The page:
Since 1938, The American Legion High School Oratorical Contest has provided thousands of young people with a greater understanding and appreciation of the U.S. Constitution, along with the ability to think and speak clearly. Now, The American Legion Department of New Hampshire is providing junior high students with the same opportunity, becoming the only American Legion department to host a Junior High Oratorical Program statewide for students in grades six through eight.

The program will offer an early foundation for knowledge of the Constitution, an outlet to address an audience at a young age and a stepping stone for the Legion High School Oratorical Contest.

The department recently held its 11th annual Junior High Oratorical Program at the New Hampshire Institute of Politics at St. Anselm’s College in Manchester where four students vied for the $500 top prize. The contest consisted of two parts. First, a three- to five-minute prepared oration on any part of the Constitution and second, a two- to three-minute speech on an assigned phase of the Constitution selected from Articles or Amendments that the judges chose by lottery. Judges all hailed from New Hampshire. The group included Gerry Bernard, department vice commander; James McKay, former Concord mayor and now a member of the State House of Representatives; and John Burke III, vice president and co-founder of Winco Identification Co., in Nashua.

First place and $500 was awarded to eighth grader Roderick Emley of North Haverhill; second place and $400 was awarded to eighth grader Grant Legg of Hampstead; third place and $300 was awarded to eighth grader Wyatt Hoppa of Hampstead; and fourth place and $200 was awarded to eighth grader Virginia Drye of Plainfield. Drye’s brother Benjamin is competing in the Legion’s National Oratorical Contest this weekend in Indianapolis.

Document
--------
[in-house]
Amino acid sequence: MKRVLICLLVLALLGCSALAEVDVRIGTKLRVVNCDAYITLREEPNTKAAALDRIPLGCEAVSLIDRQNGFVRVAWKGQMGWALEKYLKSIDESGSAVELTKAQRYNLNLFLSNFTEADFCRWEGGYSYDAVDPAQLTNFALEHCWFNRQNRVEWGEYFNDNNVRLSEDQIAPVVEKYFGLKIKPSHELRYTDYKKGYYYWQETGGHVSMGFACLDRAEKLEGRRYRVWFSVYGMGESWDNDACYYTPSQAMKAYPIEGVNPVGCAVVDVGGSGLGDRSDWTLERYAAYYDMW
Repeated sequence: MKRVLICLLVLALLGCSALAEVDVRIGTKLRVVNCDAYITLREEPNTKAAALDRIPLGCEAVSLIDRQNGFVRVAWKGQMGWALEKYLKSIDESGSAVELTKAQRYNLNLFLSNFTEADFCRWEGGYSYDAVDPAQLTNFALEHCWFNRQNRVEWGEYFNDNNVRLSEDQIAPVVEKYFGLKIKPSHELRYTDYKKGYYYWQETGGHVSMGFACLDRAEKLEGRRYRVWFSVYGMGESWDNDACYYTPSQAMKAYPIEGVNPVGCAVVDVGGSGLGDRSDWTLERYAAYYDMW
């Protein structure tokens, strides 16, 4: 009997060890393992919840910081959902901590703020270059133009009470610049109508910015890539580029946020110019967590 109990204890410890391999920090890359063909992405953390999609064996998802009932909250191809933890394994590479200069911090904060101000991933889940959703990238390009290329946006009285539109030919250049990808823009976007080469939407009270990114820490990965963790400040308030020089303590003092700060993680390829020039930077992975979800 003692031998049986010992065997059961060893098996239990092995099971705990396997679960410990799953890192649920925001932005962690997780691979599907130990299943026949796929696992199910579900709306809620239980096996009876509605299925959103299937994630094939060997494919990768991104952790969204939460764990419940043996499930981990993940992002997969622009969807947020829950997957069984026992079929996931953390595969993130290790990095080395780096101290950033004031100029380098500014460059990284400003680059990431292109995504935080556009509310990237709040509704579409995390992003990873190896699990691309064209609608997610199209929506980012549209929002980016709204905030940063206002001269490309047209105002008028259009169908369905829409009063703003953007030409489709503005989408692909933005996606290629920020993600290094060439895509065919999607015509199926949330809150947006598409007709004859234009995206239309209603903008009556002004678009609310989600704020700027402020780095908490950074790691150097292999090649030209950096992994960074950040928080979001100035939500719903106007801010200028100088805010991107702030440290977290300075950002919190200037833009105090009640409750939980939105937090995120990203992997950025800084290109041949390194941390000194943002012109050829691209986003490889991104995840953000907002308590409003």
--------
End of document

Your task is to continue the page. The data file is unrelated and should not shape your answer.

“Over 60 percent of the youth who have participated in New Hampshire’s Junior High Oratorical Program have competed in the state’s high school Oratorical Contest,” said Nathan Fernald, state Junior High Oratorical Program chairman. “Out of those 60 percent, just about half of them have won the state competition and gone on to represent New Hampshire at the national contest.”

Fernald helped the department get the program under way by establishing a Junior High Oratorical Program committee. The committee currently includes a Legion representative from the state’s eight districts, and committee members are responsible on a yearly basis to contact their local junior high schools and home-schools in an effort to introduce the program. If there’s interest from school administrators or parents of home-schooled children, an information packet about the program is mailed and a follow-up call is provided. Each district holds its own contest and sends two contestants to the state competition. During the district and the state competition, participants are allowed to use note cards for reference, without penalty, if they lose their train of thought.

“What makes me feel good about this program is the support I’ve received over the years from the department,” Fernald said. “The department has taken the program under its wings to make sure it stays a successful program.”